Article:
4. Let's hope it doesn't come to that....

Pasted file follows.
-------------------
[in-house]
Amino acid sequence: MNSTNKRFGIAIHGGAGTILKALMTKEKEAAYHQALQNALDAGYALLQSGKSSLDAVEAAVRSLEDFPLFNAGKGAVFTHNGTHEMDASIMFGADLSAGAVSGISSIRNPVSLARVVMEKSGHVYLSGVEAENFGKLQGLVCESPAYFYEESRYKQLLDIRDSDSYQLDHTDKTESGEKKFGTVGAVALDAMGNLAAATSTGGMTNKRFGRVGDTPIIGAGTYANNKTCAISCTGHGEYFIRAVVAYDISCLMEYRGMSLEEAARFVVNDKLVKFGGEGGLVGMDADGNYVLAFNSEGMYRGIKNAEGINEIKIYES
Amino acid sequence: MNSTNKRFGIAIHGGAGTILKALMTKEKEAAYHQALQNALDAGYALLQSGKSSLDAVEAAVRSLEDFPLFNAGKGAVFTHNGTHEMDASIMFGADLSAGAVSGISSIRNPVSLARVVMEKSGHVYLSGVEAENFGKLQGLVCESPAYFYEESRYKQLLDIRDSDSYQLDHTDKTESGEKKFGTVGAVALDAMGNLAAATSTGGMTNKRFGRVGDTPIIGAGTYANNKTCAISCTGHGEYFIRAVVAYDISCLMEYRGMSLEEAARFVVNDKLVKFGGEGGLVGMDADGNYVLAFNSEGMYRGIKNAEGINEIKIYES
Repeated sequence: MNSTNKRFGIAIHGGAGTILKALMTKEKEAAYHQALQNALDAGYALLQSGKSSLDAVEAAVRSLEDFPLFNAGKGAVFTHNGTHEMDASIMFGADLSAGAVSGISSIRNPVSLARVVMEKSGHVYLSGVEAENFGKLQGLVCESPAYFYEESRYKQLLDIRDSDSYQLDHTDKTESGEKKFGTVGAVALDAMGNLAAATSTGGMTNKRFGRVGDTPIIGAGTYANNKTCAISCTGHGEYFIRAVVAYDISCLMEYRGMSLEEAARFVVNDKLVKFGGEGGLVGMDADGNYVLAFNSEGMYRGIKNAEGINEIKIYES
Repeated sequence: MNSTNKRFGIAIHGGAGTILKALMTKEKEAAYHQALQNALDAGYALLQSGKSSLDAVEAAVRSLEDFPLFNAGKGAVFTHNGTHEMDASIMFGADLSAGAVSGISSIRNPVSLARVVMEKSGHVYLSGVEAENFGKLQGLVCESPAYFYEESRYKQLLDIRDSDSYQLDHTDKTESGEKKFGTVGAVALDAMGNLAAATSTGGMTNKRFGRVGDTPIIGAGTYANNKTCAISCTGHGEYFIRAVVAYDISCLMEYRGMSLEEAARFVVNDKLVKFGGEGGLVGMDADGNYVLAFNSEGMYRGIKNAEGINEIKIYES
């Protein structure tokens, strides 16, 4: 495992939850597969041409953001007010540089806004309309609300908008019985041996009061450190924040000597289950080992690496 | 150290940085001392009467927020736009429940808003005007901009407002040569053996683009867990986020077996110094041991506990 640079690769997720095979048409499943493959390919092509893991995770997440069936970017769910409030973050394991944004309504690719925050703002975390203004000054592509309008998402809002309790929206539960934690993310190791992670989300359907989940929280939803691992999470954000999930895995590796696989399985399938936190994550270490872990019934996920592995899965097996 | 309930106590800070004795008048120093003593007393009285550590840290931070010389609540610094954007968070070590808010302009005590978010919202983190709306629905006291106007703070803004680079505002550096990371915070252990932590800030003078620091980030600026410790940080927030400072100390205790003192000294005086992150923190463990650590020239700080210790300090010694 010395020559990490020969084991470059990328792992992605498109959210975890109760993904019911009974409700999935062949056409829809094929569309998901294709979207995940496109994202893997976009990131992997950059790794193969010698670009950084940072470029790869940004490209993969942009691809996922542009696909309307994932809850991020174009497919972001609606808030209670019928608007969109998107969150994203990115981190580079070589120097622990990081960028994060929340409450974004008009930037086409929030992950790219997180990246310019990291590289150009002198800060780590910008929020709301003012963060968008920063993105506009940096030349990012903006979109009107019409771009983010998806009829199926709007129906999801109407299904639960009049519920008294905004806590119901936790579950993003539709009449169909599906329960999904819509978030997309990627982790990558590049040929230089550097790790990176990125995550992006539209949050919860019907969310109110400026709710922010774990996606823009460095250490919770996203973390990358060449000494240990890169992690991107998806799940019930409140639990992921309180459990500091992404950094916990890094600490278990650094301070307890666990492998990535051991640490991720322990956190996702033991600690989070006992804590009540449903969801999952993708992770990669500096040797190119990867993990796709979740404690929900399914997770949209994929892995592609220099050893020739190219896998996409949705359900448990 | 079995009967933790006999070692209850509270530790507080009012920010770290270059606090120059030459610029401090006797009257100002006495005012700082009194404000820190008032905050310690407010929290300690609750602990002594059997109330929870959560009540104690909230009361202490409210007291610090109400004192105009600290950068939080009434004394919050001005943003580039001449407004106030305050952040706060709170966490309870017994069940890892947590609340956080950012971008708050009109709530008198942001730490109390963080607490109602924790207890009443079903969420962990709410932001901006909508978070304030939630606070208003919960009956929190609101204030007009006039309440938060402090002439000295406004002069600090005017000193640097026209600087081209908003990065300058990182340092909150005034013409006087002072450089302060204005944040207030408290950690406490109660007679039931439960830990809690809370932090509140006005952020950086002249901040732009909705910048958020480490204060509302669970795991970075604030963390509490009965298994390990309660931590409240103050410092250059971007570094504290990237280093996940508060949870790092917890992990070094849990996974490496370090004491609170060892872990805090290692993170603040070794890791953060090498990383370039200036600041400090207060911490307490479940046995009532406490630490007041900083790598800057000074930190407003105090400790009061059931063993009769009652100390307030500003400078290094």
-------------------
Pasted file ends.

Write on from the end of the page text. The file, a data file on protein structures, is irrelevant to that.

5. 9. Don’t Assume Anything Always double-check, and never assume. If you explain something to someone, have them retell it in their own words. Then you’ll know if they really understood what you were teaching. — Employee Handbook: Mentoring For the next couple of weeks, things settled down, and life had almost become a comfortable routine. Or at least comfortable—it was barely routine. Weekdays were filled with work—Jonah seemed as inclined to work long hours as I was—but we also watched movies on TV and played a lot of video games. We weren’t playing the same games, but we’d usually play in the same room. On the weekends we went to the movies, rode the bikes, and went to the Museum of Contemporary Art. We were getting comfortable with one another. And then, everything changed again. I’d noticed that Jonah had been distracted for a couple of days. Something was worrying him, but he wouldn’t say what. I’d be talking to him, and I’d realize that he was staring off into space. “Hey!” I said to him one evening, trying to get his attention. I’d been putting together dinner while he was sitting at the kitchen island, staring out the window. “Spaceman!” I said a little louder. “Huh? What?” he said, shaking himself. “Where were you?” I asked him Jonah shrugged. “Nowhere,” he said, shrugging again. That evening we watched some TV, but Jonah didn’t seem interested in anything. He spent half the time on his phone texting or looking at Instagram or something. I started to wonder if I had done something wrong, or if he was getting sick or bored of the relationship. That night, after washing up, I went into the bedroom, and Jonah was already in bed, lying on his side, facing away from me. “You all set?” I asked him as I climbed into bed, and he nodded. I turned out the light and moved over to cuddle up to him, putting my hand first on his chest, and then slowly sliding my hand down towards his stomach. I’d just about reached his belly button when he put his hand up and grabbed mine. I lay there waiting for him to say something, but he didn’t say or do anything. I tried moving my hand again, but he gripped it tighter. “You tired?” I asked him. “Yeah,” he said, the answer sounding more on edge than sleepy. It was the first time Jonah had resisted sex or intimacy, and it panicked me. He didn’t seem ill, and he hadn’t appeared tired. If anything, he seemed tense and wound up. “Are you okay?” I asked him. “Yeah,” he mumbled, and then Jonah turned his head to face me. I leaned down, kissed his lips, and was about to press my tongue into his mouth when he pulled away. “I’m just really tired,” he said. There was a long pause, and then he added, “Sorry.” “That’s okay,” I said, because I didn’t know what else to say. I lay awake for about an hour or so, running it all through my head, trying to make sense of the past few days. The next morning I awoke to find the bed beside me empty. Jonah had gotten up well before me, showered and dressed, and he was literally heading out the door as I came down to have breakfast. “Hey!” I called out to his back. Jonah stopped at the door and just seemed to freeze for a few seconds before turning slowly to face me. He gave me an uncertain smile as I tentatively walked up to him. “Morning,” I said, waiting for him to say something, but he just nodded and stood there. I leaned in slowly…and ended up kissing him chastely on the side of the mouth. Jonah smiled a more genuine smile, but then he looked uncomfortable. “I’ve got to go,” he said. “I’ll see you tonight?” I asked, holding my breath for the answer. He nodded casually. “Okay,” I said, and he turned and walked out, and I watched him go, trying to figure out what might be going on in his head. After Jonah left, I went and poured myself a bowl of cereal and sat at the kitchen island, wondering what was going to happen next. I wondered if he was seeing someone else, or if he’d just realized that it made no sense to be dating someone so much older? Was he bored? Had he grown tired of me? John had said some cruel things when we’d had our final fight—after he’d told me he’d been sleeping with the guy that worked part-time in the sandwich shop. He’d said that I was cold and self-centered. At the time, I thought he was just trying to hurt me or to make me the bad guy so that he wouldn’t feel guilty. But maybe John’s picture of me was more accurate than my own? Well, I thought, I had enjoyed a couple of glorious and exciting months, and I hadn’t even dreamed of getting that. Shouldn’t I just revel in the memory of what was, rather than grieve for losing it? This sounds like great advice in theory, but it can be impossible to accomplish in reality. That day turned into a succession of long, boring meetings, and I made a note to myself; Fewer Meetings. I wrote it in large letters on the notepad, though I knew it was unlikely to happen. Being a senior VP pretty much means that all you do is have meetings. You never actually do any work. Well, hardly any. I was a late getting home—the last meeting ran over—and on the way home, I dreaded what I’d find there. Would Jonah have already moved out? Would he be waiting to give me the bad news? The ‘hey, we need to talk’ speech. Part of me didn’t want to go home and find out. But Jonah was there when I got home, swimming in the pool, and for a couple of minutes, I stood there watching him swim. Trying to burn the memory into my brain. It was a hot afternoon, and part of me thought about changing and going in the pool with him. But he probably wouldn’t want me. I was just about to turn and go back inside when he turned and spotted me. “Hi,” Jonah called out, and he swam over to hang on the edge of the pool, close to where I was standing. “Hey,” I said. Was it my imagination, or was he less ebullient? Less playful? “You been home long?” he asked. “No. I just got in,” I said. “Okay,” he nodded. “Ahh…any thoughts about dinner?” I asked him. Jonah shrugged, and now he looked sad. “You want to get pizza?” I asked. I was tired and didn’t feel like cooking before getting into an awkward conversation. Something easy like takeout seemed the better choice, and then maybe over dinner, we can figure out the breakup. Or when he wanted to move out. “Sure,” Jonah nodded. “I’m going to swim for a bit more.” “Oh yeah,” I said. “I’ll order it,” and I went in and ordered his favorite pizza. When the pizza arrived, Jonah came hesitantly into the kitchen as I put out a couple of plates. After getting some slices, we sat down across from each other. I realized that the usual hugging, kissing, and touching of the earlier relationship had been avoided. We sat there, eating pizza, and struggling to make small talk. I thought about getting a beer, but decided that if I started, I might not stop. The last thing I wanted to do was get drunk and make things worse. “How was work?” I asked, thinking that small talk would be best while we ate. “Okay,” he said. “Anything interesting happen?” I asked. Jonah looked nervous. I wondered whether it was someone at work that he’d hooked up with. “No,” he said, his voice sounding strained. There was a long silence. “What about you?” he asked. “Oh, you know. The usual meetings,” I said. Jonah nodded. Another long silence. We were struggling just to talk to each other. Fuck, I thought to myself, this is hell. “Anything else happening?” I asked. He shook his head. “No,” he said. This was getting us nowhere. I guessed that one of us had to be the adult and move things along. Put a fork in it, as they say. “Listen,” I said, taking a breath and preparing for the devastation to follow. “If you want to move out, it’s okay.” I almost choked on the words, but I managed to get them out. Jonah looked up in surprise, his mouth hanging open. I could see some half-chewed pizza in his mouth, but he still looked adorable. “I mean,” I continued, “it’s been fun, but if it’s time…” “You’re kicking me out?” Jonah asked, his voice clearly surprised, almost hurt. “No,” I denied, confused by his response. “I’m just saying, if you want to go…” I began, but Jonah was looking puzzled. I began to wonder what I had got wrong. “…if you’ve met someone else, I understand,” I continued. Jonah sat there for a second, and then he literally laughed. I think that hurt most of all. “Okay…” I began, trying to reclaim some dignity. “I haven’t met someone else,” he interrupted. Now I was more confused. Was Jonah just bored with me? “Okay, well, what…?,” and I didn’t know what to ask. Jonah sat there for a moment, the puzzled expression still on his face. “What are you talking about?” he blurted out. “Ah…I’m talking about you being so distant,” I said. Jonah looked like I was talking in riddles. “Not wanting to have sex…” I added uncertainly. “I was tired!” “You’re distant…” “I’ve been busy at work!” he snapped back, looking hurt. Was I the bad guy here? “Really?” I said, annoyed and trying not to get angry. “that’s what’s going on?” Jonah looked guilty, and then he looked down. I took a deep breath and tried to think of how best to say what I was thinking. “Jonah,” I said, trying to sound as gentle and consolatory as I could. “Look…I understand if you’re having second thoughts. If you want to take a break, …slow things down…” He looked up, and now he really looked upset. “No…that’s not…” he began and then stopped. I waited, but he just sat there, looking conflicted. “Then what’s going on?” I asked softly. “I can’t tell you!” he exclaimed. Shocked, I shot back, “Why not?” We sat there for a moment. “I can’t tell you,” he repeated quietly, almost whispered. “Why not?” I repeated. There was another long silence, and I resisted the urge to fill it. “It’s not about us,” Jonah finally said. “It’s not…I still love you.” “What can’t you tell me?” I asked, sweeping over this unexpected proclamation of love. He sat there in silence. “Jonah?” “It’s work-related.” “Work-related?” He nodded. I sat there for a second, digesting this information. Wait, Jonah said he still loved me? He loved me? And it was something about work? Maybe this wasn’t as bad as I thought? Perhaps this was salvageable? I tried to think of what it might be at work that upset him, and immediately suspected the worst. “Has someone found out we’re sleeping together?” I asked him. Jonah shook his head. “Oh…Is someone hitting on you, threatening you?” I asked. In my head, I was checking off all the possibilities. Jonah shook his head again, and we sat there in silence, and I couldn’t think of what else it could be. “I can’t do the job,” he suddenly blurted out. “I’m going to quit.” For some reason, this shocked me more than the idea that Jonah didn’t want to be with me anymore. He’d seemed so happy the last few weeks, and full of confidence about his abilities. How had it gone so wrong? “You can’t do the job?” I said slowly. Jonah looked up and nodded, looking uncomfortable. “You?” I said carefully. “What?” he asked, now confused. “You’re the smartest guy in the department!” I said, teasing him with the words he’d used to compare himself to his co-workers just a week or so before. Jonah pursed his lips, obviously getting the reference. “I was wrong,” he finally said. I got up and walked around, Jonah watching me closely as I came towards him, but he didn’t object or move away as I put my arms around him. I hugged Jonah tightly to me, his back against my chest. “Jonah, you have to tell me what’s going on,” I said softly into his ear. “I can’t,” he whispered. “Yes, you can,” I said, kissing the side of his face. “Tell me, please. I’ll do everything I can to fix it.” We stayed that way for a minute or two. “I found something,” he finally said quietly. “What?” I asked, trying not to sound like I was interrogating him. “An unprotected database on the public server.” “Okay,” I said, unsure what it meant, but knowing enough that it wasn’t good. “I told my supervisor,” Jonah continued, “and he told me not to tell anyone…and then he deleted all the files.” “Oh,” I said. That wasn’t good at all. “Do you know what was in the files?” I asked. Jonah shook his head. “Not exactly. I think it might have been the results from a drug study.” “Patient data?” I asked. “Ah…Maybe.” “Fuck,” I mumbled. Patient data was, after industrial secrets, the worst thing to lose. The government had rules and regulations about protecting patient data. If we screwed that up, we could lose government contracts. “Do they know if anyone got into the database?” I asked. Jonah shook his head again. “I don’t know. He told me no one did, but…I’m not sure they could tell, and I don’t think they are trying to find out.” “Okay,” and then I kissed him softly on the cheek and hugged him closer. “It’s gonna be okay,” I said softly, and he nodded, and I kissed him again. “You can’t tell anyone,” Jonah said hurriedly. “What?” “Don’t tell anyone I told you. Please,” he said, turning and staring at me with wide eyes. I still had my arms around him, and I pulled him back towards me. He reluctantly moved towards me, and I squeezed him gently. “I can’t promise that it won’t come out that you told me, but I’ll do my best.” “They’ll fire me,” he said. “No,” I said. “They won’t do that. Not for reporting this. Don’t worry,” I said. “They’ll hate me if they find out. It’ll be shit,” Jonah protested. “Let’s…one step at a time. I have to look into this, okay? You did the right thing telling me,” I assured him. Jonah leaned back, turned his head, and his mouth met mine, and for the first time in a couple of days, he opened his mouth and started kissing me. And then he just leaned against me as I hugged him, and I was so fucking grateful he was still mine. We didn’t talk anymore about what had happened. Neither of us was hungry, and we ended up going to bed early and spending the rest of the evening just hugging and holding each other. And I wasn’t even disappointed I didn’t get to have sex with him. At least I still had him. Jonah was brighter the net morning, but still anxious. I kept assuring him that he wasn’t going to get into trouble, but he didn’t seem to believe me. He was unhappy when I explained that I had to do something about what he had told me. My insistence that, as an officer of the company, I’d be exposing the company to even greater peril if I didn’t act, seemed to hold little sway with him. But by the time Jonah left, he appeared at least resigned to me doing something. I just hoped that it wouldn’t cause new problems at work, and that Jonah wouldn’t be upset with me. It was 10:15 a.m., and we were a quarter of the way into the departmental manager's meeting. The IS Security manager had just finished her update. “Ah, thanks, Erin,” I said, and I could see the next person about to start talking. “Ah, just a question…” “Yes?” she asked. Erin was one of the most efficient and competent people on the team, so I didn’t like putting her on the spot, but I wasn’t sure how else to handle this. “Where do we stand on software updates for our web servers? There’s been a lot of press about companies being hacked that haven’t been updating software…” Erin frowned for a moment and then replied briskly. “We’re running the latest patches on all the web servers.” “Same for our vendors and partners?” I asked. “Uh, it’s policy that they do so, yes,” she said, but now she was starting to look concerned. “Have we checked?” I asked, hoping I didn’t sound either concerned or accusatory. I was just trying to sound curious. There was a pause, and I could see her thinking. “We do,” she said, finally, and then paused again. “Ah…I’m not sure when we last did.” “Okay,” I nodded in a conciliatory way. “Can you make it an item to check, and also whether we need a policy to check with them? And if we already do, let me know what it is?” “I’ll put that together,” Erin nodded, writing something in her notebook. “Thanks. Now you’re talking server software. What about databases?” “Databases?” she repeated. “Don’t some of them have their own external interfaces?” “I think that would be handled by the database team,” said Erin, looking to someone sitting across from her. I looked over at Cole, who—and it might have been my imagination—looked a little uncomfortable. “Where do we stand with that?” I asked him. “Uh…I don’t…I’ll have to look into that,” he said stuttering and definitely looking a little red. “Okay,” I said, trying my best to continue sounding casual. “Can you do the same and get us an update by the end of the day?” I asked. “A rundown of all databases that are external facing. Any potential problem areas?” There was a ripple of something through the room, but I did my best to ignore it. “Yea…Yes,” Cole stammered. “Great. Moving on…Gerald?” and we continued on with the next agenda item. After the meeting, Peter came up to me. “What’s going on?” he asked me quietly. “Going on?” I asked, trying to appear as calm and disinterested as possible. “Is there something going on? Why were you asking about the databases?” “I don’t know if anything is going on,” I said truthfully. “I just want to make sure everything’s being done correctly.” I regretted not being completely transparent with Pete, but I didn’t want to make an issue of it and find out it was really nothing. Jonah might have been wrong, and I couldn’t charge off assuming things without checking them myself. “Okay,” Peter said, but I could tell he was suspicious. I realized I might have to tell him about Jonah sooner rather than later. That was what probably irritated me the most about the whole business. If someone else had come forward with the problem, I would have done what needed to be done to solve the problem and move on. It would have been unlikely to affect my position or reputation. The revelation of my relationship with Jonah might not be so easy to move past. At about 1:15 p.m., I got a text from Jonah. ‘Shit hit the fan’ was all it said. I texted him back. ‘Are you ok?’ ‘So far,’ he replied. ‘Let me know if you’re in trouble,’ I texted back, but I didn’t hear anything more from him. Just after three o’clock, Peter arrived at my door with Cole, and another guy, Edmund, who I knew was Jonah’s supervisor. “We need to talk,” said Peter, his tone serious. I waved them all in. They came into my office almost reluctantly. As soon as they sat, Cole told the whole story; about the unsecured database, that they didn’t know how long it had been unsecured, and that they didn’t know if anyone had accessed it. It sounded pretty much identical to what Jonah had told me. “When did you find out?” I asked casually. Edmund looked unsettled. “A couple of days ago,” he finally said. “How’d you find out?” Cole took a deep breath. He clearly was unhappy about having to explain what had gone wrong. “One of the interns was running a diagnostic tool…” he began slowly. “He ran it on all the databases and realized this some were configured incorrectly.” “An intern?” I asked, confused. Was this a different problem to the one Jonah had found, or had someone else found the same problem before Jonah? If that was the case, it meant Jonah wouldn’t have to be involved in any investigation, and I felt hopeful. “I don’t think he’s an intern,” said Peter, and the two of them looked at Edmund. Edmund shifted uncomfortably. “He just joined the database group,” he corrected. There went all my hopes; it was Jonah. “And what did you do?” I asked, trying to move the conversation away from Jonah. “They were no longer being used, so we deleted the files,” Edmund said. I nodded. “Do you know what was in the databases?” Edmund looked unsure of himself, and Cole jumped in. “Patient data from several older clinical studies. Most of the data was encrypted and anonymized,” said Cole. “Most of it?” I repeated. “We think so,” said Cole, less certainly. “You don’t know?” I asked. “Ahh…” Cole turned to Edmund, who looked like he didn’t know either. “We need to know,” I pointed out. “How many records are we talking about?” “A few thousand…maybe a hundred thousand,” said Edmund. “Do we know if anyone accessed it?” “No,” said Cole firmly. I waited, expecting him to explain, but he didn’t. “No, they didn’t, or no, we don’t know?” I asked. There was another awkward silence. “Ahhh...We don’t know,” said Edmund. I sat there for a moment, just letting the enormity of the screw-up sink in. “We need to find out what was in there and if anyone accessed it,” said Peter, expressing my thoughts before I could. “Yes,” I agreed. “And we need to have a meeting with compliance and legal and probably corporate communications to figure out what we do next… alright, I’ll put that together, you need to work out what was visible and if anyone got into it. Or if you’re unable to do that, you find out who we need to get in to figure it out. Any questions?” Ending with the statement ‘any questions’ was a shit move to do. It basically implied ‘don’t ask any more questions, we’re done.’ But I was annoyed, and I didn’t want to say what I was really thinking. No one said a word. “Okay then,” I said. They all got up slowly. “Hey, Peter,” I said, “do you have a minute?” “Ah sure,” he said, closing the door behind the other guys. I took a breath. “I think I have to tell you something.” “Okay,” he said slowly. “The software engineer that found the unsecure databases…” I began. “Jonah …someone?” “Yeah. Harris. Jonah Harris.” “Okay,” he nodded, and it was clear he had no idea what was coming. There was no sign he suspected anything. For a moment I thought about not saying anything, but it was too late for that. “Yeah. He and I…we are…” I wasn’t sure how to put it. Probably best to just get to the point. “We are in a relationship.” “Oh,” he said, and I saw his eyes noticeably widen. “Uh…that’s how I found out about it…” “You’re in a relationship?” repeated Peter, clearly shocked. “Uh…yeah,” I agreed. Didn’t I just say that? “It started before he joined the company,” I hastily added. “I didn’t know he was going to be working here. It’s just…not what I planned,” I said, feeling myself redden a little, and here was I trying to appear cool and collected. Pete stood there for a moment, and then he nodded slowly. “Are these things ever?” he asked, and he grinned just a bit. “I…ah…told Karen as soon as I realized he was working here, and it turned out we were still…interested in each other.” It’s interesting the euphemisms you come up with for ‘fuck partner.’ “Okay,” he said. I got the impression that Pete really didn’t want to talk about the details either, and I was grateful. I didn’t want to talk about them at all. “I’m not planning to spread this around,” I continued. “It’s difficult enough as it is, but I thought it important that you know since…well, I wanted someone else in the division to know, and he isn’t actually in your reporting chain.” “Okay.” “We’re…Karen, is talking about transferring him to another division. That’s what Karen wants to do, but we haven’t found anything that would be appropriate, and she doesn’t think it would be good to create something, even though she’d dearly like to move him.” I was babbling. I think my nervousness was making me babble. “What about another company?” Peter suggested. “Maybe he needs to go somewhere else?” I’d been thinking about that, but it seemed like a real imposition. Could I ask Jonah to do that? “He doesn’t have much work experience, it’s really his first job out of school,” I said, feeling awkward. Peter looked even more surprised, and I could see his mind working. “How old is he?” Peter asked before he could stop himself. “He’s twenty-four,” I said reluctantly. I’ll give Pete one thing, there was no visible reaction on his face this time. Remind me not to play poker with him. “And he only just graduated?” Peter asked. “He put himself through college, and he had to take a year off at one point.” Peter stood there, digesting. “I wish it hadn’t happened this way,” I said. “How serious is it?” he asked. “The data breach?” “No,” said Peter. “The relationship?” “Oh,” I said. I had to think about that. How best to answer. “Very,” I finally said. Peter looked at me thoughtfully and then nodded. “What are you going to do if it comes out?” he asked. “No idea,” I said honestly. “The fact he’s younger, and so much junior, and he’s in my division. It’s…I was going to say awkward, but that’s not even the half of it.” “Do his manager, or anyone in the chain know?” “I don’t think so,” I said. “How would he do if we had to let him go?” “Well, he has no family, debt from school…now obviously I can help him out, but he doesn’t like me just giving him money. And he’s only been working for a couple of months. It’s going to be very hard for him to find another job and explain…” “We’d give him a good reference,” Peter cut in. “It wouldn’t look like he was being fired. We could keep him on until he finds a new job. We wouldn’t have to boot him out the door right now. Not at the moment. Not while people don’t know…” He paused. “It might change if people know.” “Maybe, yeah,” I agreed. “Uh, it’s not my place, but I’d encourage him to start looking elsewhere if it was me. It would solve a lot of problems for everybody.” “Yeah,” I nodded. To be continued…